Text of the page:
Sensor networks have reached the stage of massive deployment for a wide range of applications such as ecosystem monitoring and traffic surveillance (Akyildiz et al. 2002; Szewczyk et al. 2004). A wireless sensor network typically consists of a base station (sometimes called sink, or gateway), and a set of sensor nodes (sometimes called sources, see Fig. 12.1). The sensor nodes are used to continuously capture environmental data such as temperature, humidity, lightness, etc. To send these data back to the base station and assist message routing, they are also equipped with radio transceivers that are capable of short-range transmission. The base station, as observed from the figure, serves as the gateway of the sensor network to exchange data and control messages with external applications to accomplish certain missions. As a typical example of the sensor network, suppose an external application wishes to know the average temperature of a certain area spanned by the sensor network. An explicit query (called an aggregation query) is then sent to the base station, which in turn forwards it to all the sensor nodes pertaining to this area. The temperature data (sometimes called readings or sensor values) are collected, averaged, and finally returned to the base station and the external application. capacity, they can assist the processing procedure in many ways. In what follows, we briefly introduce some basic notions that are frequently used by sensor network systems, and gradually elaborate them as we explore this topic. Snapshot query vs. continuous query. If the query involves a temporal parameter, which spans a limited or unlimited period of time, it is a continuous query. Such queries are usually used to monitor the physical world and its evolution over time. In contrast to a continuous query, a snapshot query only asks for the sensor data at a specified time instant. Query arrival rate vs. data capture (update) rate. For a particular sensor node, query arrival rate denotes the rate of incoming queries whose querying area overlaps the nodes coverage. This rate shows how popular this sensor node is, and it is often regarded as an external parameter (i.e., it cannot be controlled by the sensor network). The data capture (sometimes called "data update ") rate, on the other hand, denotes how often the sensor samples (sometimes called collects) the data. Different from query arrival rate, data capture rate is often tunable by the base station or the sensor itself. It is noteworthy that, these two rates are the two competing factors that affect the performance of the sensor network, similar to the consumer-producer relations. Push V.S. pull-based data dissemination. The collected data from a single sensor can be either pushed to the central server, i.e., the base station, or still kept locally at the sensor until some query explicitly pulls the data. Local V.S. centralized storage. From the storage point of view, push-based dissemination advocates centralized data storage while pull-based dissemination advocates local storage. It is also understood that centralized storage favors high query arrival rate and low data capture rate while local storage favors low query arrival rate and high data capture rate. Some recent work suggests hybrid pull-and-push-based dissemination, or in the storage terms, distributed sensor storage (Zhang et al. 2003). The idea is neither to send an overwhelming volume of raw sensor readings directly to the base station, nor to keep them at sensing locations, but rather, to organize and distribute them to appropriate locations throughout the sensor network so that these data can be quickly retrieved and queried later. Among the distributed storage proposals, data-centric storage is the most popular one (Ratnasamy et al. 2003). It names (or more formally, indexes) the data being stored for future searches. Both the base station and sensor nodes can access the data by their names across the entire sensor network, which explains why this storage scheme is called "data-centric ". This chapter mainly concerns the energy consumption issue during query processing in sensor networks. While the base station is supplied with unlimited power, the sensor nodes are usually battery-powered. In most cases, these batteries are inconvenient or even impossible to replace once they are deployed in the wild field. On the other hand, most sensor applications require continuous monitoring of data, which further makes energy efficiency a critical factor in the design of a good sensor network. Among all the sources that may consume sensor energy, wireless radio transmission is the most dominant source (Pottie et al. 2000). This is especially true in those networks where the sensor nodes fall far apart, since the power consumption for radio transmission is at least quadratic to the distance of transmission. The second major source that consumes significant energy is the sampling activities of the sensor nodes. Thus, a good design of energy-efficient sensor network should: (1) reduce unnecessary data transmission; (2) reduce the frequency of sensor reading. When a sensor node runs out of energy, its coverage is lost. In most scenarios, the mission of an application would not be able to continue if the total coverage loss over the entire area is remarkable. Formally, the network lifetime of a sensor network is the time duration until it fails to carry out the mission due to insufficient number of "alive " sensor nodes (Akyildiz et al. 2002). Energy- efficient data management is crucial for the sensor networks to accomplish the mission and accomplish it economically. However, this is a challenging task due to the following reasons.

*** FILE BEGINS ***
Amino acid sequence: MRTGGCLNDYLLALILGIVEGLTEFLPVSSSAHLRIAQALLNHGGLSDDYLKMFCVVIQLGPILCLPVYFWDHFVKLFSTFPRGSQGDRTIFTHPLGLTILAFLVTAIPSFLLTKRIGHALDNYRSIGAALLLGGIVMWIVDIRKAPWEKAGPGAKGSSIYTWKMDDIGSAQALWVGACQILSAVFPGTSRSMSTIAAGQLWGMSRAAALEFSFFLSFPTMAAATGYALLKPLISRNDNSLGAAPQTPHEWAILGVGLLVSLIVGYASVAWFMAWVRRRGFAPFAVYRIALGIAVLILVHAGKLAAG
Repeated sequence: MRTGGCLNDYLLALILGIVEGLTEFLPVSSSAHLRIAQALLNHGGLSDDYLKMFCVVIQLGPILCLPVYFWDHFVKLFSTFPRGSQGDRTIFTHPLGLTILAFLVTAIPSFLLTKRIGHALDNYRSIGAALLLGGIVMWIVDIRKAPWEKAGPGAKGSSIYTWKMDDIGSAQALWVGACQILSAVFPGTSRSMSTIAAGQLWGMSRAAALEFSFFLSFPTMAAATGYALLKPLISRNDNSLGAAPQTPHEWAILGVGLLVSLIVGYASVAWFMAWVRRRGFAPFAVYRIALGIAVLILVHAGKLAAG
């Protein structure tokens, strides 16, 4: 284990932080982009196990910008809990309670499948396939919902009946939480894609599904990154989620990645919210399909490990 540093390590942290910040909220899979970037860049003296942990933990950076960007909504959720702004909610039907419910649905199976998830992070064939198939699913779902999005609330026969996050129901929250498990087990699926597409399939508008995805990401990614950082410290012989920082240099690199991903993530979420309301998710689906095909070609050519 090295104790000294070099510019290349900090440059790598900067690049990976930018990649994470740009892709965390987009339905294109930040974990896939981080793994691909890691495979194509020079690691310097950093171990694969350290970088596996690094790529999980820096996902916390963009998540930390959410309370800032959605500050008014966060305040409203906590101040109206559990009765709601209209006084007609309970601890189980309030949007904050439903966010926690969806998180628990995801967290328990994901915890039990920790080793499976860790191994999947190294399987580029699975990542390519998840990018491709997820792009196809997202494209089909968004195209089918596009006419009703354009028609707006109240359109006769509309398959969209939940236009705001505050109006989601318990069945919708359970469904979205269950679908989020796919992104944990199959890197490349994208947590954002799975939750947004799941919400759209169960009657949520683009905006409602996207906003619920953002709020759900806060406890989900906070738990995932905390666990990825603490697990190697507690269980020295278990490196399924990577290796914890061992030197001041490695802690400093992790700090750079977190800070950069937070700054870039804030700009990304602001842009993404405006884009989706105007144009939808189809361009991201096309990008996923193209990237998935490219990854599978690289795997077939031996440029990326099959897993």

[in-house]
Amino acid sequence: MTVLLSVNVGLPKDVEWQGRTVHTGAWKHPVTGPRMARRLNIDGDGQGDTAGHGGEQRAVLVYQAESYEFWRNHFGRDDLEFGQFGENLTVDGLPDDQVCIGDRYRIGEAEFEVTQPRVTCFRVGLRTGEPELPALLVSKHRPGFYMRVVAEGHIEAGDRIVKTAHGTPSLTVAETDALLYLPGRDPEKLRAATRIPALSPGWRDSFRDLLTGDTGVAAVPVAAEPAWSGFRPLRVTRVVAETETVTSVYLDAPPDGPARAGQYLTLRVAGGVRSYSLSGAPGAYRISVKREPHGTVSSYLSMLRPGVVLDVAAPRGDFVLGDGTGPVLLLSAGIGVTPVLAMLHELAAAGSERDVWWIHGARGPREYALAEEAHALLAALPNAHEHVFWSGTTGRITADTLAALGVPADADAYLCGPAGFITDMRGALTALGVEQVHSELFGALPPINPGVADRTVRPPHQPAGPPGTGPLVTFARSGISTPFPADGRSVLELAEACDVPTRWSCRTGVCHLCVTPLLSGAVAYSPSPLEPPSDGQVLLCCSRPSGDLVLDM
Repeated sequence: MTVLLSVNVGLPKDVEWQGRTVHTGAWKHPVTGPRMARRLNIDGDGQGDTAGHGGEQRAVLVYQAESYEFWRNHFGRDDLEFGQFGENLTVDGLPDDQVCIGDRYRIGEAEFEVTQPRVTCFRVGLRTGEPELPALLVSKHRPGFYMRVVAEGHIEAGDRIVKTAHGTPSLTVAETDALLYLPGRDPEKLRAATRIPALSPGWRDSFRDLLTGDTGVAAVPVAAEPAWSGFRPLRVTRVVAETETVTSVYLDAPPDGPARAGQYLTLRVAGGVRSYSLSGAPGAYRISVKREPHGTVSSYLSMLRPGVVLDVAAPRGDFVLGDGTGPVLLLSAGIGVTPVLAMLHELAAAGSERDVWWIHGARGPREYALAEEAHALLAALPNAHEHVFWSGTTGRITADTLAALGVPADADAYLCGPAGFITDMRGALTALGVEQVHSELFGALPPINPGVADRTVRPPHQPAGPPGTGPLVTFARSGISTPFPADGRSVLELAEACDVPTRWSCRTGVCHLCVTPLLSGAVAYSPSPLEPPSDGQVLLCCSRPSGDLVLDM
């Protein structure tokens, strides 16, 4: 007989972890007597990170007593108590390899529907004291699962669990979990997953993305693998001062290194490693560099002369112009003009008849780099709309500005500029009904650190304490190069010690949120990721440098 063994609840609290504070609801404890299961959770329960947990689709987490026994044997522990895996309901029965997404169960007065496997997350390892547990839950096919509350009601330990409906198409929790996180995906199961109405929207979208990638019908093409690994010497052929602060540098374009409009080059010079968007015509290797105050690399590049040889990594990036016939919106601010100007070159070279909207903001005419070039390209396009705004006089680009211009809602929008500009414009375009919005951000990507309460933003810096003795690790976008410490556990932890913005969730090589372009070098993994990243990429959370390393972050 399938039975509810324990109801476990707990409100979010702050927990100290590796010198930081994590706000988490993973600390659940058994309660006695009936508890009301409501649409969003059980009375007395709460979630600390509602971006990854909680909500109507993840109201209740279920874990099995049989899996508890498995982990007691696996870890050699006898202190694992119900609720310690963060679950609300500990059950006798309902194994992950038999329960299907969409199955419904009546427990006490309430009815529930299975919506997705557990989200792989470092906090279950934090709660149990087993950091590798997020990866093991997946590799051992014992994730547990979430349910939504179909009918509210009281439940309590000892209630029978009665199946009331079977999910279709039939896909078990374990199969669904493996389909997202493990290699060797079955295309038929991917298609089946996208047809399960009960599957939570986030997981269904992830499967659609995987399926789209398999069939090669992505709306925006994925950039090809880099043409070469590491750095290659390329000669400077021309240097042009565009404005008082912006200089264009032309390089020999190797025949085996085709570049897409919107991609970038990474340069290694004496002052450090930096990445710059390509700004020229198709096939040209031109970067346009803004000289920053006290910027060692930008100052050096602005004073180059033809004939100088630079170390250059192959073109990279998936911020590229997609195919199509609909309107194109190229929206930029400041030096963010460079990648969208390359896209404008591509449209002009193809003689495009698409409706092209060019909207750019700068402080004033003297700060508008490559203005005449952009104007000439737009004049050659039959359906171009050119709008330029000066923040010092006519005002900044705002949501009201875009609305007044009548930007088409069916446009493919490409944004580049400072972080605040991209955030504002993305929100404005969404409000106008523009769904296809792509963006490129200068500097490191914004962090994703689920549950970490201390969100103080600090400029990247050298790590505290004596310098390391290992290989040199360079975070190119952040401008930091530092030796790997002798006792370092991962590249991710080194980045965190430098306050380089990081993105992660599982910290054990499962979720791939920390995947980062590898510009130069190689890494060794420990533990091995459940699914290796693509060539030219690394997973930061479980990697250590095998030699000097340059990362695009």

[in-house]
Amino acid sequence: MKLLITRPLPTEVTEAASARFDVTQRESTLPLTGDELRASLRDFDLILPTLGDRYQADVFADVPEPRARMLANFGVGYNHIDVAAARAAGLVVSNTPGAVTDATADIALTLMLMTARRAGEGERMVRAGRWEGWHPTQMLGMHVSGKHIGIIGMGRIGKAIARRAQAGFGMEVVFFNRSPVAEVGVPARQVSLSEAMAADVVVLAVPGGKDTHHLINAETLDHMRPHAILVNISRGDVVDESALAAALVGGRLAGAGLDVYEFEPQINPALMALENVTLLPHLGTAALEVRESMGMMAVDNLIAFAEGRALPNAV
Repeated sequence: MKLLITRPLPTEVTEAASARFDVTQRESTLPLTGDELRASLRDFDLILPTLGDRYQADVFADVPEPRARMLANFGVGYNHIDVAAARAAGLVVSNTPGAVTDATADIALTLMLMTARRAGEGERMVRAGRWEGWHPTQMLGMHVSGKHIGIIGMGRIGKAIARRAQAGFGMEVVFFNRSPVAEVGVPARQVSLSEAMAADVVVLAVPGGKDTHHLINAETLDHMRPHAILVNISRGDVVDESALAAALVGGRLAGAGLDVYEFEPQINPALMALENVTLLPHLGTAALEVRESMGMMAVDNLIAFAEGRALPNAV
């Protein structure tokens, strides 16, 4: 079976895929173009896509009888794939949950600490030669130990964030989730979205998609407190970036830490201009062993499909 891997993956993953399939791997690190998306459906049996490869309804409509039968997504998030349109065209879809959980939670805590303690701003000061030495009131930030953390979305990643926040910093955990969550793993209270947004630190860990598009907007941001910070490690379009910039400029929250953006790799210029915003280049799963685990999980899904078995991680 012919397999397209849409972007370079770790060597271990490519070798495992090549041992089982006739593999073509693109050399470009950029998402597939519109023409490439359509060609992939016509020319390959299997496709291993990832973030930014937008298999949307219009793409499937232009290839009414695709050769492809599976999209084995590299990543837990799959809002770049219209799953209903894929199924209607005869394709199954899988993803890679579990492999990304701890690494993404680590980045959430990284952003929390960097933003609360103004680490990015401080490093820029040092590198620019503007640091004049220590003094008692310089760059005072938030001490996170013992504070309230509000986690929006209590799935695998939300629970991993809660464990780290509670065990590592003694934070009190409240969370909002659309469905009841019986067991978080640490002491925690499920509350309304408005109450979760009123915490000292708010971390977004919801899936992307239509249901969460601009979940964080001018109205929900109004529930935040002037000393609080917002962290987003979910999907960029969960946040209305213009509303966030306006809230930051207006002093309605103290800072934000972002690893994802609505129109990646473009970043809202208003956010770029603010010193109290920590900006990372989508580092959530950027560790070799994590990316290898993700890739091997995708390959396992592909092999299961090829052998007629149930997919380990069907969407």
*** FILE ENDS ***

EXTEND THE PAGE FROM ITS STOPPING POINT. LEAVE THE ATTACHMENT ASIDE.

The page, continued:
|Title of host publication||Sensor Networks and Configuration|
|Subtitle of host publication||Fundamentals, Standards, Platforms, and Applications|
|Publisher||Springer Berlin Heidelberg|
|Number of pages||21|
|ISBN (Print)||3540373640, 9783540373643|
|Publication status||Published - 1 Dec 2007|